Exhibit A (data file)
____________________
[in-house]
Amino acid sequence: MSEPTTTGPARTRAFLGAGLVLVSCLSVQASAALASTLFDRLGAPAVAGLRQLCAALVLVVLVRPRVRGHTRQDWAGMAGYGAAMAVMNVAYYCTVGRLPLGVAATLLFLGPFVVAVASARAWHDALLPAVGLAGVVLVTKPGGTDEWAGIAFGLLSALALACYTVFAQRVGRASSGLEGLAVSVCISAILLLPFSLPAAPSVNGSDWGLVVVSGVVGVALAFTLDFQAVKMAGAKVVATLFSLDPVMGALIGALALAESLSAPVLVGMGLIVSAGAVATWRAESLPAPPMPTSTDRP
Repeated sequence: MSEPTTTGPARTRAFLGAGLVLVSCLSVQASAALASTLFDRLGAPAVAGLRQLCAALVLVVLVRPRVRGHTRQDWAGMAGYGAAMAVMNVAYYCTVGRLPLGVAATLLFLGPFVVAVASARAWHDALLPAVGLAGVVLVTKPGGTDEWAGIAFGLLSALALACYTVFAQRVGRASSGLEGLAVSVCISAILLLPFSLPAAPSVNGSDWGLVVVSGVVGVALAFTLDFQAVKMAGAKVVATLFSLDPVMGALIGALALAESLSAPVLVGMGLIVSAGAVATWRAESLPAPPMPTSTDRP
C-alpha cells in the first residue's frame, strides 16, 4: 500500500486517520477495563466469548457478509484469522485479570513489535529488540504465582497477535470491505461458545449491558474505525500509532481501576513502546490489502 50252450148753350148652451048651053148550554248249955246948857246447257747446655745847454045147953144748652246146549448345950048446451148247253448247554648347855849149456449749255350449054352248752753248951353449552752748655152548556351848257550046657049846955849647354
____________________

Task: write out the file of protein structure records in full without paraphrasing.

[in-house]
Amino acid sequence: MSEPTTTGPARTRAFLGAGLVLVSCLSVQASAALASTLFDRLGAPAVAGLRQLCAALVLVVLVRPRVRGHTRQDWAGMAGYGAAMAVMNVAYYCTVGRLPLGVAATLLFLGPFVVAVASARAWHDALLPAVGLAGVVLVTKPGGTDEWAGIAFGLLSALALACYTVFAQRVGRASSGLEGLAVSVCISAILLLPFSLPAAPSVNGSDWGLVVVSGVVGVALAFTLDFQAVKMAGAKVVATLFSLDPVMGALIGALALAESLSAPVLVGMGLIVSAGAVATWRAESLPAPPMPTSTDRP
Repeated sequence: MSEPTTTGPARTRAFLGAGLVLVSCLSVQASAALASTLFDRLGAPAVAGLRQLCAALVLVVLVRPRVRGHTRQDWAGMAGYGAAMAVMNVAYYCTVGRLPLGVAATLLFLGPFVVAVASARAWHDALLPAVGLAGVVLVTKPGGTDEWAGIAFGLLSALALACYTVFAQRVGRASSGLEGLAVSVCISAILLLPFSLPAAPSVNGSDWGLVVVSGVVGVALAFTLDFQAVKMAGAKVVATLFSLDPVMGALIGALALAESLSAPVLVGMGLIVSAGAVATWRAESLPAPPMPTSTDRP
C-alpha cells in the first residue's frame, strides 16, 4: 500500500486517520477495563466469548457478509484469522485479570513489535529488540504465582497477535470491505461458545449491558474505525500509532481501576513502546490489502 50252450148753350148652451048651053148550554248249955246948857246447257747446655745847454045147953144748652246146549448345950048446451148247253448247554648347855849149456449749255350449054352248752753248951353449552752748655152548556351848257550046657049846955849647354